Twist Rate Question

Discussion in 'Firearms' started by werewolf won, Aug 14, 2019.

  1. werewolf won

    werewolf won TANSTAAFL Supporter Bushcraft Friend

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    I’ve wanted a nice .22 Hornet for a long time. I think this is the year I get one. I was considering a Ruger 77/22 figuring it would be a nice stable mate to my main center fire deer rifle a Ruger M77 .270 Win. Then I saw the $1000 dollar price tag. I don’t think so. Next up is the CZ but in looking at the specifications they list the barrel twist as 1 in 16 and that seems off to me. Ruger and savage both list 1 in 14 as their standard. Anyone know what advantage 1 in 16 may offer in the .22 Hornet round? I will not be hand loading.
     
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  2. Cwlongshot

    Cwlongshot Supporter Supporter

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    The Hornet shoots 45G Bullets. 1:16 is the long time std.

    Modern makers have been going to slower twists cause the arm chair commandos thing it’s needed cause the 223 “needs” it.... Also cause the same .224 barrel can be used for either before chambering and having only one or two twist rates is cheaper and knowing its impossible to OVER stabilize a bullet ESP considering the lower velocities of the lil Hornet...

    Long story short, don’t worry about it ESP since you are factory fodder shooter.

    CW
     
  3. Mikewood

    Mikewood Supporter Supporter

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    1:16 sounds pretty ragged to me.
    The 5.56 55 at 3200 is 1:12. And that’s kind of close to unstable.
    Then again maybe that’s what they are going for. A bullet that will tumble when it hits a soft target.
     
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  4. Cwlongshot

    Cwlongshot Supporter Supporter

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  5. ywaltzucanrknrl

    ywaltzucanrknrl Tracker

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    CW, didn't you mean to say "Modern makers have been going to faster twists" ?
    FWIW, I have an older Savage with a 1 in 16 and it's fine with factory ammo. Not sure there is much difference/advantage/disadvantage between a 1 in 14 or 1 in 16 in a 22 Hornet.
    I wanted a Ruger also, but didn't like the price tag----my preference today would be a CZ.
     
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  6. Theangrywelder

    Theangrywelder Tracker

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    My understanding is, rifle manufactures have gone to a faster twist rate due to bullet length. The faster twist rates make the longer bullets fly with a more stable trajectory than the older twist rate and shorter bullets. I agree with Cwlongshot, most people don't understand that barrel length has a lot to do with bullet speed, which ultimately affects twist rate. Not only will you loose muzzle velocity due to both a barrel that is two short, leaving to much unburned powder in the barrel or burning all of the power to quickly in a barrel that is two long, but with a short barrel even with the correct rifle twist the bullet will not have a stable flight path. Barrel length has as much to do with stable flight as rifle twist.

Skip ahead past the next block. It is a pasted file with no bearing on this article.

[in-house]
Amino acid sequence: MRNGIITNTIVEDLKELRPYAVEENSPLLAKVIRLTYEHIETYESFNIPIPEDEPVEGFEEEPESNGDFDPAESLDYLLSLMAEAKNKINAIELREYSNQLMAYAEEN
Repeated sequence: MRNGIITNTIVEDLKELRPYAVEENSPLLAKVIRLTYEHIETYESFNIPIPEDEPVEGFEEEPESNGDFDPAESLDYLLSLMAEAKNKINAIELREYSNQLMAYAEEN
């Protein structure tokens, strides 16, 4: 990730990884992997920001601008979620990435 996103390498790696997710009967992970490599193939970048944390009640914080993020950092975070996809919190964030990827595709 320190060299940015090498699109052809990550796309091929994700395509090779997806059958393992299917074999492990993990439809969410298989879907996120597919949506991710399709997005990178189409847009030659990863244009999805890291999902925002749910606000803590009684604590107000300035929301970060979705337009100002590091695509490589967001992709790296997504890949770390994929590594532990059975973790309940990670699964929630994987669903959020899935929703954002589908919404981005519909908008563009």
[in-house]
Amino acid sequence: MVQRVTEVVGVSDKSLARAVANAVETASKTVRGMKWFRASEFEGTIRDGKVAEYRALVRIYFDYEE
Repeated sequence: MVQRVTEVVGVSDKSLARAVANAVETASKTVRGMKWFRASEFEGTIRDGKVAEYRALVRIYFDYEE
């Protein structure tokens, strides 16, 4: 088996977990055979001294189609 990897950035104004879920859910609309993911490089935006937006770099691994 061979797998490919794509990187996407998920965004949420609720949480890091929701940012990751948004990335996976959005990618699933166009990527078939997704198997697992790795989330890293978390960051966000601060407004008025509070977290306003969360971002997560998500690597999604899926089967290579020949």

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  7. cstrickland

    cstrickland Scout

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  8. FreeMe

    FreeMe Guide

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    [QUOTE="Theangrywelder, post: 4552740, member: 82761]......... but with a short barrel even with the correct rifle twist the bullet will not have a stable flight path. Barrel length has as much to do with stable flight as rifle twist.[/QUOTE]

    Point of detail correction....Barrel length alone has no effect on mechanical accuracy. Correct rifling and diameter, with a properly cut muzzle and chamber (and forcing cone for revolvers), are all that matters as far as the barrel is concerned. I have verified that repeatedly with rifle caliber pistols and pocket pistols.

    @werewolf won - don't sweat it. My Speer manual lists the twist for 22 Hornet at 1:16.
     
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  9. JeffG

    JeffG Guide

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    That’s spot on.:dblthumb: To get the varmint bullet effect, the 45gr is what you shoot.
     
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  10. Birdman

    Birdman IG: @ChasingTheBackcountry Supporter

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    Not sure if it makes a big difference, but the older guns were chambered for actual .223 bullets. These days they're built around .224 bullets. May be a reason for the change to 1:14. Or a cost cutting measure, or who knows?
    Personally, I'd prefer the 1:14, as I tend to play with heavy/long for caliber loads. Anything much over 45 grain seems like it would be pushing it with 1:16
    If shooting factory ammo, it shouldn't matter much either way I suppose.
    Theres plenty of twist rate calculators out there. I'd play with one and see what you come up with.
     
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